Shares of Netflix fell Thursday, a day after the Net TV leader announced that its U.S. subscriber growth from July to September fell short of internal expectations.
Netflix (NFLX) closed down more than 8% to $101.09, as investors became skiddish about subscriber growth concerns and competition from other streaming providers.
Overall, the streaming video giant added 3.62 million new subscribers worldwide in the third quarter, above its own forecast of 3.55 million, the company announced Wednesday. That brings Netflix’s total to more than 69 million.
However, U.S. subscriber growth of 880,000 fell short of the 1.15 million expected to join the service in Q3. Meanwhile, international growth of 2.74 million surpassed a 2.4 million forecast. Netflix said that U.S. subscriber churn increased because many customers got new chip-based credit and debit cards, but did not update their accounts.
Netflix chief financial officer David Wells said that the ongoing transition to chip cards is also reflected in the company’s fourth quarter forecast of 1.65 million new U.S. subscribers. “We don’t think, though, that it really affects our addressable market size of 60 million to 90 million (in the U.S.),” he said in a conference call with analysts and press Wednesday.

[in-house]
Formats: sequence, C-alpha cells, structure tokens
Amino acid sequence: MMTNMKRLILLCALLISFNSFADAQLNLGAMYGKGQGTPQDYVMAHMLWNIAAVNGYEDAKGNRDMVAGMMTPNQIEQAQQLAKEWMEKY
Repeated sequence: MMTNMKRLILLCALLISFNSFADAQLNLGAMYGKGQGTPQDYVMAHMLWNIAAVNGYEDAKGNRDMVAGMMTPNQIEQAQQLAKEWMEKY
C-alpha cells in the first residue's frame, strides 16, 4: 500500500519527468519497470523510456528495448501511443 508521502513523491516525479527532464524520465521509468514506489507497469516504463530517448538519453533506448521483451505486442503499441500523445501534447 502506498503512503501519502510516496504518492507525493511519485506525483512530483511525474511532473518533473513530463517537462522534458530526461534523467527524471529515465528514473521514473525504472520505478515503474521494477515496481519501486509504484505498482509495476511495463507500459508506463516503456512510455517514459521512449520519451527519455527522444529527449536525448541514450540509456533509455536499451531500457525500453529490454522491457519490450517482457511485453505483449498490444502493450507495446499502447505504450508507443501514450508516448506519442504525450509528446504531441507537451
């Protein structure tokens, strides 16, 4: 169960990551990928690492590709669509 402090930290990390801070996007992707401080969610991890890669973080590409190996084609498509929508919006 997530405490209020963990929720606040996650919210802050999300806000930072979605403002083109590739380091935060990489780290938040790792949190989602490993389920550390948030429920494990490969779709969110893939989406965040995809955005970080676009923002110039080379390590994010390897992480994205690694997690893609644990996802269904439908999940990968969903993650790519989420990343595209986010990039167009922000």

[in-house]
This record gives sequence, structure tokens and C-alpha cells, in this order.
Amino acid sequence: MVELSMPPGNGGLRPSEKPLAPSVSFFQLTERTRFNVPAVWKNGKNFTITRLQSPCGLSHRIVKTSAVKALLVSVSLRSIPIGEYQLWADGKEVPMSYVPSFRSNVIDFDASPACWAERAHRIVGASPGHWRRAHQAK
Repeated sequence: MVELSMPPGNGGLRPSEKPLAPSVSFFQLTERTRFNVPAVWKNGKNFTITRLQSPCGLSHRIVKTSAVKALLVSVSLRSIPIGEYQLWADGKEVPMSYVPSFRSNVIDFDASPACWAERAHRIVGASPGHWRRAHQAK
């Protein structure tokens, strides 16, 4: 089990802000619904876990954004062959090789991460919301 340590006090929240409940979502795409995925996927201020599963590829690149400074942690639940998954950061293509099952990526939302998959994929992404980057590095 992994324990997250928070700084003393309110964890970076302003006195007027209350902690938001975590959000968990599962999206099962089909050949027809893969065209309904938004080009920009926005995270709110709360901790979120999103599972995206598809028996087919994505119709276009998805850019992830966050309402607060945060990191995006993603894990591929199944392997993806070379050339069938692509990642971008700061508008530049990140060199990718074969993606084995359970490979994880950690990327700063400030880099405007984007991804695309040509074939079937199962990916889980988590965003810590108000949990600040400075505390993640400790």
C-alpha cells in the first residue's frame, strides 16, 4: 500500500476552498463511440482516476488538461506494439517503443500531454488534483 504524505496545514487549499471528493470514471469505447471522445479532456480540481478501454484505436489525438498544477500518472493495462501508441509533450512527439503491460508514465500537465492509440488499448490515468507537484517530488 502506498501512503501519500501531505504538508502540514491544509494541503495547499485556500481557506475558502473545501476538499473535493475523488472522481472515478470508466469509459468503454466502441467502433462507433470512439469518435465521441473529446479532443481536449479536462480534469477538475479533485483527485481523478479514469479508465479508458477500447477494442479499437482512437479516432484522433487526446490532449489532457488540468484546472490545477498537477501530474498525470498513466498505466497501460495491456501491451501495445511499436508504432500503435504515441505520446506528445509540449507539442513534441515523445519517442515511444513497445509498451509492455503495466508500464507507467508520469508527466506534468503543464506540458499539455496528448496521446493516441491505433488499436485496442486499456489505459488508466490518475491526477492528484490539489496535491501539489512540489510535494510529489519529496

Analysts differed in how they responded to Netflix’s performance. “We think it is far more plausible that a combination of price increase and saturation drove churn,” wrote Wedbush Equity Research analysts in a report Thursday. They reiterated a $40 share price target. “Investors continue to overlook increasing cash burn and relatively modest net income.”
Even though U.S. subscriber growth may begin to slow, Nomura analyst Anthony DiClemente said in a report that “we believe Netflix shares deserve a premium given the company’s position as the most powerful global distributor of professional media content. We maintain our Buy rating and $125 target price and remain confident in long-term earnings power, driven by upside to long-term international margins.”
ITG senior analyst Steven Weinstein took the middle ground saying that Netflix may have encountered some unusual factors. “I think it is too early to say that something has changed,” he said in an email exchange.
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